I recently read an article which indicated there was a link between smoking and serious mental illness like schizophrenia. The article indicated that there was a substantial increase in the smoking habits of people diagnosed with schizophrenia against a control group of people without the illness.
So clearly if you increase the amount you smoke you will end up with a mental illness. Or is it that the mentally ill smoke too much? Some would say the results of two very different kinds, but that’s a poor attempt at a pun. Schizophrenia isn’t exactly having multiple personalities, and yet somehow this idea was played out in the article. As though the misinformation was acceptable if it prevented people from smoking.
The fact is some of society seems to be far more comfortable maintaining the myths around mental illness. In this article it was clear that smoking must be stopped and if we use mental illness as a scare tactic, well that’s okay. Let’s not worry about how this impacts those with mental illness.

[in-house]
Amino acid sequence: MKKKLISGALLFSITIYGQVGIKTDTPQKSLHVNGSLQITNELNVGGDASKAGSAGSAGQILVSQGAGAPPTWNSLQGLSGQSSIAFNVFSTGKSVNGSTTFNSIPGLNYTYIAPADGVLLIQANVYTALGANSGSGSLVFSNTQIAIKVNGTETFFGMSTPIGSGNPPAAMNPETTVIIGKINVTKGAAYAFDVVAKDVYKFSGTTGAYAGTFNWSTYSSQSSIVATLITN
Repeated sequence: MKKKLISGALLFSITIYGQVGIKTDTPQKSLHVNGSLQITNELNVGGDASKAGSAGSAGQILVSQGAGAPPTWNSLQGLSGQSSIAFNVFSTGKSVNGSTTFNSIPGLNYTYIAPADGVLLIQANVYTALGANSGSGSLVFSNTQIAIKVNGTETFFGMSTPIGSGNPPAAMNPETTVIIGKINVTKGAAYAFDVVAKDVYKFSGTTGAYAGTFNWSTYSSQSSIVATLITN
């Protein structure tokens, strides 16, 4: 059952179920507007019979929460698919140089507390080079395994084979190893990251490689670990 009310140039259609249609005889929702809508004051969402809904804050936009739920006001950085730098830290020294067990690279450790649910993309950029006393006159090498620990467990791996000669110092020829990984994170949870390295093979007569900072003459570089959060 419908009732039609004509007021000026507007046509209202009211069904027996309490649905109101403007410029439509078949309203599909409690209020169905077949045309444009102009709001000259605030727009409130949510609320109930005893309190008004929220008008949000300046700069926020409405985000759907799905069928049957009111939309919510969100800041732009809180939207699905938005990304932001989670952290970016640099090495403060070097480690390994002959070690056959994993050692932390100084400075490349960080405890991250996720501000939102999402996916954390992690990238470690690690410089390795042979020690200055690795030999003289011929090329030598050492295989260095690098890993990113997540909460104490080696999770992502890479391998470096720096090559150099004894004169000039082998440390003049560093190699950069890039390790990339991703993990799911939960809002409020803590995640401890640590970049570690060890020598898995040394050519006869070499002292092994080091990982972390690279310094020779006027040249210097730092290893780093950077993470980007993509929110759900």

Of course there are cultures where those who have a mental illness are considered to be special in a sense of having gifts. Gifts at allow these people to open up spiritually in a way that others simply cannot. And these gifts aren’t a bad thing. Some cultures support the individual who happens to be going through a rough patch and then when the person is “well again” life goes on as if the person had just recovered from a minor bout of the flu.
Years ago, in Western medicine, someone with mental illness was to be fears, locked away and all sorts of harsh treatments were attempted to cure. but we are modern people, we are compassionate people so surely we don’t treat the mentally ill this way any more right?
Well if you don’t consider the strong stigma that exists around mental illness then perhaps. And then again perhaps not when you consider language that we use and the way we consider people who are depressed as being weak. So you tell me, how far have we come when it comes to mental health? Especially when you compare how we deal with people who have been diagnosed with cancer versus those who have been diagnosed with a form of mental illness.